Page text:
Journalistic Bias

In story after story covering the recent tragedies in Gilroy, El Paso, and Dayton, commentators are just clever enough to hide behind the semantical skirts of some people and insist that Donald Trump bears some of the blame for these murders.

Demonstrations of this sort of yellow journalism at a time when families are mourning are reprehensible and should be labeled as such by all legitimate news sources.

There is no political bent that of its own device or influence could ever convince someone to commit murder in cold blood. The very premise is laughable. Such acts are the result of mental instability and are the product of a perversion of purpose inscrutable to most, regardless of the virulence of their political or social associations and activities.

Moreover, even the most discerning minds in the fields of medicine and psychology are now and are likely to remain woefully ignorant of the vortex of abnormalities that combine in ones mind to produce such anti-social behavior. Inside every cranium there is a universe and no explorer has successfully navigated the myriad spheres of influence that orbit therein.

While the attempt is noble, the presumption that there are explanations to be found in a killer’s mad online scribbling or self-aggrandizing videos is naive at best and purposefully misleading at worst.

Unfortunately, the prevailing cultural zeitgeist is one of reality television where titillating production precedes performance and predicts ratings.

In the sentient world we all occupy, however, there is no logical way to inculpate the sale of firearms or ammunition clips in the murders committed over the past few weeks.

The ready availability of guns is no more responsible for this or any other such massacre then an all-you-can-eat buffet is responsible for obesity.

Temperate appeals to right reason will instruct the thoughtful person that a propensity for such an act is not born of opportunity, but of instability.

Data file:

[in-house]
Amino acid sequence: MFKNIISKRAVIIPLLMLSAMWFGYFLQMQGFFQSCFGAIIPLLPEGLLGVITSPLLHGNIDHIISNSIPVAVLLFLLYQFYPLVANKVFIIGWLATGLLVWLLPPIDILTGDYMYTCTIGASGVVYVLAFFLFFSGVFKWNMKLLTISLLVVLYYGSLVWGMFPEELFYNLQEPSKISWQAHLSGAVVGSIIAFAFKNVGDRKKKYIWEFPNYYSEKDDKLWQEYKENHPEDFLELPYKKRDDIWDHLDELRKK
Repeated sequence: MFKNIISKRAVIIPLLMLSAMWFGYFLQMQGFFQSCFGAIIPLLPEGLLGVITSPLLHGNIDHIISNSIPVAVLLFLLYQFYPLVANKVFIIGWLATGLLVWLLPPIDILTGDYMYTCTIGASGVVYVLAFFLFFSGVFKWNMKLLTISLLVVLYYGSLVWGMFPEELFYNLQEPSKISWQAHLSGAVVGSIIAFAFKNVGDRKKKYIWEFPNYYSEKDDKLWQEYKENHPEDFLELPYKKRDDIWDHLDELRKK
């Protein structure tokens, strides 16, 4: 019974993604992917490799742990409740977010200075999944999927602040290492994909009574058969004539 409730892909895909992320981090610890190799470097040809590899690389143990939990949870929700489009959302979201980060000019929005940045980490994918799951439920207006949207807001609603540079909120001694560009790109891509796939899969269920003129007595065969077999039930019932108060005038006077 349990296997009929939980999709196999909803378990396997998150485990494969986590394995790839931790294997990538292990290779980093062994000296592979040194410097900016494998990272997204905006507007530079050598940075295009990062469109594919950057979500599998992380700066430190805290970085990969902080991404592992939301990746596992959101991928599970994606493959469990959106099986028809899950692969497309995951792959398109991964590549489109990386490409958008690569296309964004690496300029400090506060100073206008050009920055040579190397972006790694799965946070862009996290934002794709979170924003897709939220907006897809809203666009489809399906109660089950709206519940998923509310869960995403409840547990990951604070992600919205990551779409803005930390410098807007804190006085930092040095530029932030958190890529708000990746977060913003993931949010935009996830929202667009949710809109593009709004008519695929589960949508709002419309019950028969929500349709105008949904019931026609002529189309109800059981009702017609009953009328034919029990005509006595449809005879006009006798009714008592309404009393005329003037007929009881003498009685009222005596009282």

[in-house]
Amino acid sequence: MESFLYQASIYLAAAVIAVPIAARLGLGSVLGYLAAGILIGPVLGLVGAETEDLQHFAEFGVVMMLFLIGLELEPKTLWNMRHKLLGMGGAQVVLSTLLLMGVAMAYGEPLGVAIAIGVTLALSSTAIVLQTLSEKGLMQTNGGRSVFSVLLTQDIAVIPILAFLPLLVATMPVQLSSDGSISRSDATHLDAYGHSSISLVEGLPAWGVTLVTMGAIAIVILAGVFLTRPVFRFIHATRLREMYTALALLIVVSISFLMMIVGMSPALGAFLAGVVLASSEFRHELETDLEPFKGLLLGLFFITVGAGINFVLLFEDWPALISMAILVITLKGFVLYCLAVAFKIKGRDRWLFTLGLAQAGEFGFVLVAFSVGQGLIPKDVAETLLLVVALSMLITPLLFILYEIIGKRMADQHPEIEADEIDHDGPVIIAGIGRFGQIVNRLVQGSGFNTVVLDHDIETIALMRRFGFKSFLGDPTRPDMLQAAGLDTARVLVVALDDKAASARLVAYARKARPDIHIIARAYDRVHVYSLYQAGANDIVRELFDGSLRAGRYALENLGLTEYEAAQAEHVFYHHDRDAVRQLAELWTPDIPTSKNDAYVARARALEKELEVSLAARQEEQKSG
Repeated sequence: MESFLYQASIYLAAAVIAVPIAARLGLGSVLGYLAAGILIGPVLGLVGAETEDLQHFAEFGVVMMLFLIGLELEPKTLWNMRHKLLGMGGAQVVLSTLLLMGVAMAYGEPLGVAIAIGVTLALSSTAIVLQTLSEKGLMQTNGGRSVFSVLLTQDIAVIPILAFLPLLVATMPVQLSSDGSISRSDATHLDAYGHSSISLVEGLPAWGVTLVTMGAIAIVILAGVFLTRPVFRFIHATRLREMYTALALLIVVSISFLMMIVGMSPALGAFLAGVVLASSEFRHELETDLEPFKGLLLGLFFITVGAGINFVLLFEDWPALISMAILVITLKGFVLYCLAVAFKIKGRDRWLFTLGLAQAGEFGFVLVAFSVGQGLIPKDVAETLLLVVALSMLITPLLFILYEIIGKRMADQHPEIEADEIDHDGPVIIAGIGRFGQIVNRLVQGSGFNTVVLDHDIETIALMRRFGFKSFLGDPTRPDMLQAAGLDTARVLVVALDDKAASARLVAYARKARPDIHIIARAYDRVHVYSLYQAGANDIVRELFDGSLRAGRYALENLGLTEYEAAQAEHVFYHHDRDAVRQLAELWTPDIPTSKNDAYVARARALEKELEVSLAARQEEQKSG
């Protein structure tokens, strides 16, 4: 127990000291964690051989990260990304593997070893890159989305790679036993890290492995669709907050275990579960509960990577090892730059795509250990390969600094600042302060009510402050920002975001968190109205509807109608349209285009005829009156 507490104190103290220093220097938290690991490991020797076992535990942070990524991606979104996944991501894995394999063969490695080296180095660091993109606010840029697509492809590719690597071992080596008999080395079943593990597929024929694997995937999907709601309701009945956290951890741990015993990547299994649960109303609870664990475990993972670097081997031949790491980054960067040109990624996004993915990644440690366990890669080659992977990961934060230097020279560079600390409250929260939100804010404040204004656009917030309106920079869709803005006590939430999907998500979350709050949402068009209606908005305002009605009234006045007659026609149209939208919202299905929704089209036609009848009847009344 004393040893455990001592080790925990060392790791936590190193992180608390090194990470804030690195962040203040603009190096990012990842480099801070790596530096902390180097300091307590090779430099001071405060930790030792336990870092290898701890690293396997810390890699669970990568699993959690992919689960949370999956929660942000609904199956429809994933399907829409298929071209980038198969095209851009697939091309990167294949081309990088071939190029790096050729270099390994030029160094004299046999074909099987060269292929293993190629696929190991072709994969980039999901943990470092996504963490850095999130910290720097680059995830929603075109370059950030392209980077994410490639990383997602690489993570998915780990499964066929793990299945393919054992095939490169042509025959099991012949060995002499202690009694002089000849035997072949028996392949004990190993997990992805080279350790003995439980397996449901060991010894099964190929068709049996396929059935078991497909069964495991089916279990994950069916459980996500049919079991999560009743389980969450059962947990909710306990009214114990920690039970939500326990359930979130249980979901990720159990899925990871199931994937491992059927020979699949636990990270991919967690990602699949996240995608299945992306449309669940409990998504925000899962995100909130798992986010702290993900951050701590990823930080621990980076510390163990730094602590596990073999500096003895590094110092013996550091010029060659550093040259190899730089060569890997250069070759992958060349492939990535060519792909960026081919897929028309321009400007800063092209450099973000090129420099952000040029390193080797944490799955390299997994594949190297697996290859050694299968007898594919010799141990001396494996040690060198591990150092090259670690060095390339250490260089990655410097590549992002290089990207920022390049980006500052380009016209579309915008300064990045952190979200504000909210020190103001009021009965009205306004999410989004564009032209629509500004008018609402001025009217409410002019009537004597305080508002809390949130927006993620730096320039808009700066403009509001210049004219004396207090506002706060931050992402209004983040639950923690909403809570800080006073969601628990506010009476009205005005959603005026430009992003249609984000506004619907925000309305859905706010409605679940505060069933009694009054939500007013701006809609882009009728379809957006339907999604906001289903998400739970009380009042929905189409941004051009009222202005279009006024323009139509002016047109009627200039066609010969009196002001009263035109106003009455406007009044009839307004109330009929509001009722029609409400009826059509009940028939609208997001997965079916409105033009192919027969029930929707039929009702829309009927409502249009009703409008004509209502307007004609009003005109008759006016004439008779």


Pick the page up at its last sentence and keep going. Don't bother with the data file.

Let us not dishonor the memory of those killed by allowing partisan fealty or the purposefully bellowed passions of faction to indict the innocent — or the inert — as co-conspirators of the murderers.

I’ll close with the wise words of Cesare Beccaria from his influential Essay on Crimes and Punishments (1764):

“The laws of this nature, are those which forbid to wear arms, disarming those only who are not disposed to commit the crime which the laws mean to prevent.

Can it be supposed, that those who have the courage to violate the most sacred laws of humanity, and the most important of the code, will respect the less considerable and arbitrary injunctions, the violation of which is so easy, and of so little comparative importance?

Does not the execution of this law deprive the subject of that personal liberty, so dear to mankind and to the wise legislator; and does it not subject the innocent to all the disagreeable circumstances that should only fall on the guilty?

It certainly makes the situation of the assaulted worse, and the assailants better, and rather encourages than prevents murder, as it requires less courage to attack armed than unarmed persons.”

Yours truly,

Publius

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